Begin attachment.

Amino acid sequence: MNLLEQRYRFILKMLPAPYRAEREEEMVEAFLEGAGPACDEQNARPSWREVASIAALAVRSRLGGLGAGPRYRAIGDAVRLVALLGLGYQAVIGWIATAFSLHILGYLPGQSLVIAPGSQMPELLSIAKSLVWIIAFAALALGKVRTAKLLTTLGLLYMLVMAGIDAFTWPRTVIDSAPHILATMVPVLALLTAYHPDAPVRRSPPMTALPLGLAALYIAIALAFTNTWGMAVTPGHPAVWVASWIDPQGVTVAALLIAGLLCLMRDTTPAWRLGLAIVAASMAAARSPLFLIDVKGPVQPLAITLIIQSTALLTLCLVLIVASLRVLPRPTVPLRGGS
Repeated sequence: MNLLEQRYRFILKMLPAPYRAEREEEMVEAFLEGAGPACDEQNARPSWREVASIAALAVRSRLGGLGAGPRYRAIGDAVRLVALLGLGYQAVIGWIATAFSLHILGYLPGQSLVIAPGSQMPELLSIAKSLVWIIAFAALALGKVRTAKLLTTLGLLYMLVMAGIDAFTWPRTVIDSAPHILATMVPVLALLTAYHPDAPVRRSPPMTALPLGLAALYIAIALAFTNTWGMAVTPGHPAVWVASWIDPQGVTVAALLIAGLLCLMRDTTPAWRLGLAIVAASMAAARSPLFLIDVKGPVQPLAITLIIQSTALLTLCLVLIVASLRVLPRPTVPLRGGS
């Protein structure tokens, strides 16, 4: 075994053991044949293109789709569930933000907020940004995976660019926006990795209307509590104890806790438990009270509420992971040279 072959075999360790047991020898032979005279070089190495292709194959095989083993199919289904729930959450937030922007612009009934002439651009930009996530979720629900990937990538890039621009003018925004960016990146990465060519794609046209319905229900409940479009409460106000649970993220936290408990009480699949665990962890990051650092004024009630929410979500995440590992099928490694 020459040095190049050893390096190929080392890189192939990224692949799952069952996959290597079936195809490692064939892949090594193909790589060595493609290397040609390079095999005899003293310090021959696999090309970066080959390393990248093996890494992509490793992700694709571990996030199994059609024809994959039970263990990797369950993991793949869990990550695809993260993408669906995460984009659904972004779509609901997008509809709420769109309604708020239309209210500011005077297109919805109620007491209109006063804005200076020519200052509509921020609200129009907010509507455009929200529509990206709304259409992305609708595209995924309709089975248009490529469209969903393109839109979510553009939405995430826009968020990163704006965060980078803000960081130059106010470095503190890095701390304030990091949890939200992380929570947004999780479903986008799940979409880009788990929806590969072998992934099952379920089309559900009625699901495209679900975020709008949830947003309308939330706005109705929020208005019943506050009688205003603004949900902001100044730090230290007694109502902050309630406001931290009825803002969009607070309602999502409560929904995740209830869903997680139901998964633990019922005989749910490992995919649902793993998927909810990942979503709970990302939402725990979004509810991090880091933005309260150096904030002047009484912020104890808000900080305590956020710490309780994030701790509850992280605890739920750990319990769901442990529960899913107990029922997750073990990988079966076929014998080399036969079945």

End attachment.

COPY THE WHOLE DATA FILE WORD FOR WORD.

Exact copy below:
Amino acid sequence: MNLLEQRYRFILKMLPAPYRAEREEEMVEAFLEGAGPACDEQNARPSWREVASIAALAVRSRLGGLGAGPRYRAIGDAVRLVALLGLGYQAVIGWIATAFSLHILGYLPGQSLVIAPGSQMPELLSIAKSLVWIIAFAALALGKVRTAKLLTTLGLLYMLVMAGIDAFTWPRTVIDSAPHILATMVPVLALLTAYHPDAPVRRSPPMTALPLGLAALYIAIALAFTNTWGMAVTPGHPAVWVASWIDPQGVTVAALLIAGLLCLMRDTTPAWRLGLAIVAASMAAARSPLFLIDVKGPVQPLAITLIIQSTALLTLCLVLIVASLRVLPRPTVPLRGGS
Repeated sequence: MNLLEQRYRFILKMLPAPYRAEREEEMVEAFLEGAGPACDEQNARPSWREVASIAALAVRSRLGGLGAGPRYRAIGDAVRLVALLGLGYQAVIGWIATAFSLHILGYLPGQSLVIAPGSQMPELLSIAKSLVWIIAFAALALGKVRTAKLLTTLGLLYMLVMAGIDAFTWPRTVIDSAPHILATMVPVLALLTAYHPDAPVRRSPPMTALPLGLAALYIAIALAFTNTWGMAVTPGHPAVWVASWIDPQGVTVAALLIAGLLCLMRDTTPAWRLGLAIVAASMAAARSPLFLIDVKGPVQPLAITLIIQSTALLTLCLVLIVASLRVLPRPTVPLRGGS
């Protein structure tokens, strides 16, 4: 075994053991044949293109789709569930933000907020940004995976660019926006990795209307509590104890806790438990009270509420992971040279 072959075999360790047991020898032979005279070089190495292709194959095989083993199919289904729930959450937030922007612009009934002439651009930009996530979720629900990937990538890039621009003018925004960016990146990465060519794609046209319905229900409940479009409460106000649970993220936290408990009480699949665990962890990051650092004024009630929410979500995440590992099928490694 020459040095190049050893390096190929080392890189192939990224692949799952069952996959290597079936195809490692064939892949090594193909790589060595493609290397040609390079095999005899003293310090021959696999090309970066080959390393990248093996890494992509490793992700694709571990996030199994059609024809994959039970263990990797369950993991793949869990990550695809993260993408669906995460984009659904972004779509609901997008509809709420769109309604708020239309209210500011005077297109919805109620007491209109006063804005200076020519200052509509921020609200129009907010509507455009929200529509990206709304259409992305609708595209995924309709089975248009490529469209969903393109839109979510553009939405995430826009968020990163704006965060980078803000960081130059106010470095503190890095701390304030990091949890939200992380929570947004999780479903986008799940979409880009788990929806590969072998992934099952379920089309559900009625699901495209679900975020709008949830947003309308939330706005109705929020208005019943506050009688205003603004949900902001100044730090230290007694109502902050309630406001931290009825803002969009607070309602999502409560929904995740209830869903997680139901998964633990019922005989749910490992995919649902793993998927909810990942979503709970990302939402725990979004509810991090880091933005309260150096904030002047009484912020104890808000900080305590956020710490309780994030701790509850992280605890739920750990319990769901442990529960899913107990029922997750073990990988079966076929014998080399036969079945």